August 08, 2008
Kenedy wind farm lawsuit tossed

The last lawsuit pending against the Kenedy wind farm project has been dismissed.

A federal court in Texas has dismissed a lawsuit, clearing a path for Babcock & Brown to continue its plans for a wind farm on the Texas Gulf Coast. The wind farm is expected to be completed and operational later in the year. Once operational, it will consist of 118 wind energy turbines with a total output capacity of more than 283 MW.

The farm, which will provide enough power for 80,000 homes, is located on property owned by non-profit organization Kenedy Memorial Foundation. The foundation will use royalties from the farm to support charitable purposes in South Texas

Lawsuits against the farm alleged that state officials and developers violated the federal Coastal Zone Management Act by building the wind farms without an environmental review or permit. The Coastal Habitat Alliance also claimed that it was denied an opportunity to intervene in hearings on transmission lines for the farm.

The McAllen Monitor and the Corpus Christi Caller-Times have more. There were two lawsuits filed originally, one in federal court and one in state court. The state lawsuit was dismissed a few months ago. There still may be an appeal by the Coastal Habitat Alliance, which once again seems to have forgotten to send me a press release about this, but that would be the only remaining obstacle for the Kenedy project. A press release from the law firm that represented the Kenedy foundation is beneath the fold.

Babcock & Brown, a leader in wind energy, today announced that a federal court in Texas dismissed a final lawsuit, clearing the path to bring wind energy to South Texas. Babcock & Brown's wind farm on the Texas Gulf Coast, which will provide enough clean and renewable energy to power 80,000 Texas homes, will be completed and operational later this year. The wind farm is located on the property of the Kenedy Memorial Foundation, a non-profit organization that will utilize the royalties to support charitable purposes in South Texas. "From the initiation of our development efforts with the Kenedy Foundation, Babcock & Brown has been committed to the responsible development of a world-class wind farm for South Texas," said Hunter Armistead, head of Babcock & Brown's North American energy group. "Our intention has always been to deliver the benefits of renewable energy while minimizing any impact to the environment. We were meticulous in the way we approached the development of this wind farm, which we believe will be used as a model for future wind farms around the country." "The winds of South Texas are one of the largest and most attractive renewable energy resources in the country, representing a tremendous clean and never-ending power supply," said John Calaway, Babcock & Brown's chief development officer for North America. "Our Gulf Wind Farm will provide critical power when it is needed most because the coastal winds in South Texas blow the hardest at the same time our state's demand for electricity peaks." The development of Babcock & Brown's Gulf Wind Farm has created approximately 300 construction jobs, in addition to approximately 20 ongoing permanent and maintenance positions. The wind farm will also provide significant annual tax benefits to the local area. Once operational, the wind farm will consist of 118 wind energy turbines with a total output capacity of more than 283 megawatts (MW).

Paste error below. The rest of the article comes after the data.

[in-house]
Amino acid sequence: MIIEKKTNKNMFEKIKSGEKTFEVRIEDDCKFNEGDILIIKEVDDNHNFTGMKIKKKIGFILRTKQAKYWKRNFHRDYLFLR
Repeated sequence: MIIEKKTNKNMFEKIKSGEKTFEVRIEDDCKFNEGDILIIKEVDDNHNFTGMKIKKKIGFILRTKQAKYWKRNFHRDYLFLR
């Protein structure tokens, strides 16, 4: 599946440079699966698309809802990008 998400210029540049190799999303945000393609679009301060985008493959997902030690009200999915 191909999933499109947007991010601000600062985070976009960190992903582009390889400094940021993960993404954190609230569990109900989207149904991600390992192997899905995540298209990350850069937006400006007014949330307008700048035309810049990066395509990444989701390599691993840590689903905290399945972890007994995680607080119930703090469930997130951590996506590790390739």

Babcock & Brown currently operates more than 20 wind farms throughout the United States, including one of the largest wind farms in the country, located in Sweetwater, Texas. In addition, Babcock & Brown has more than 25 wind energy projects across the country in various stages of development. In Texas, Babcock & Brown has offices in Houston, Austin and Dallas, where the company's 24-7 wind farm monitoring headquarters

Posted by Charles Kuffner on August 08, 2008 to The great state of Texas
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